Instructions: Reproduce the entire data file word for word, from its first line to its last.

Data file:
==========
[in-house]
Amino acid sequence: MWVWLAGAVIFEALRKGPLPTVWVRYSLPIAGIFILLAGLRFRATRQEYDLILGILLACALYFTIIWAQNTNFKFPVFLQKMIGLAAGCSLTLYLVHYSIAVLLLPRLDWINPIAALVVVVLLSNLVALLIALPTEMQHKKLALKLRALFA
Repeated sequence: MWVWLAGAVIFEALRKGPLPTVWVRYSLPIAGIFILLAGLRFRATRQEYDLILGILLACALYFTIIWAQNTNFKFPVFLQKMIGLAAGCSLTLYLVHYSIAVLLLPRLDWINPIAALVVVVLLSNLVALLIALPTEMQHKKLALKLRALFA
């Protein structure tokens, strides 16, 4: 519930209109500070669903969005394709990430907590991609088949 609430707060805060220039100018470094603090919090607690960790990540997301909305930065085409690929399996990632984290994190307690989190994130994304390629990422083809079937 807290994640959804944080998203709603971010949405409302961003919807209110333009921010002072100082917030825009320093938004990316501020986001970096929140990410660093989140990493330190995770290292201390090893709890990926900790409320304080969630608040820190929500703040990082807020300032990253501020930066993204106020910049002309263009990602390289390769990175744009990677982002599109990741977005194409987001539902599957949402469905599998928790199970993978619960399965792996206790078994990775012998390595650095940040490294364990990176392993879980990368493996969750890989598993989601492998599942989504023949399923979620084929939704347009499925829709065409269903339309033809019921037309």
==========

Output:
[in-house]
Amino acid sequence: MWVWLAGAVIFEALRKGPLPTVWVRYSLPIAGIFILLAGLRFRATRQEYDLILGILLACALYFTIIWAQNTNFKFPVFLQKMIGLAAGCSLTLYLVHYSIAVLLLPRLDWINPIAALVVVVLLSNLVALLIALPTEMQHKKLALKLRALFA
Repeated sequence: MWVWLAGAVIFEALRKGPLPTVWVRYSLPIAGIFILLAGLRFRATRQEYDLILGILLACALYFTIIWAQNTNFKFPVFLQKMIGLAAGCSLTLYLVHYSIAVLLLPRLDWINPIAALVVVVLLSNLVALLIALPTEMQHKKLALKLRALFA
């Protein structure tokens, strides 16, 4: 519930209109500070669903969005394709990430907590991609088949 609430707060805060220039100018470094603090919090607690960790990540997301909305930065085409690929399996990632984290994190307690989190994130994304390629990422083809079937 807290994640959804944080998203709603971010949405409302961003919807209110333009921010002072100082917030825009320093938004990316501020986001970096929140990410660093989140990493330190995770290292201390090893709890990926900790409320304080969630608040820190929500703040990082807020300032990253501020930066993204106020910049002309263009990602390289390769990175744009990677982002599109990741977005194409987001539902599957949402469905599998928790199970993978619960399965792996206790078994990775012998390595650095940040490294364990990176392993879980990368493996969750890989598993989601492998599942989504023949399923979620084929939704347009499925829709065409269903339309033809019921037309």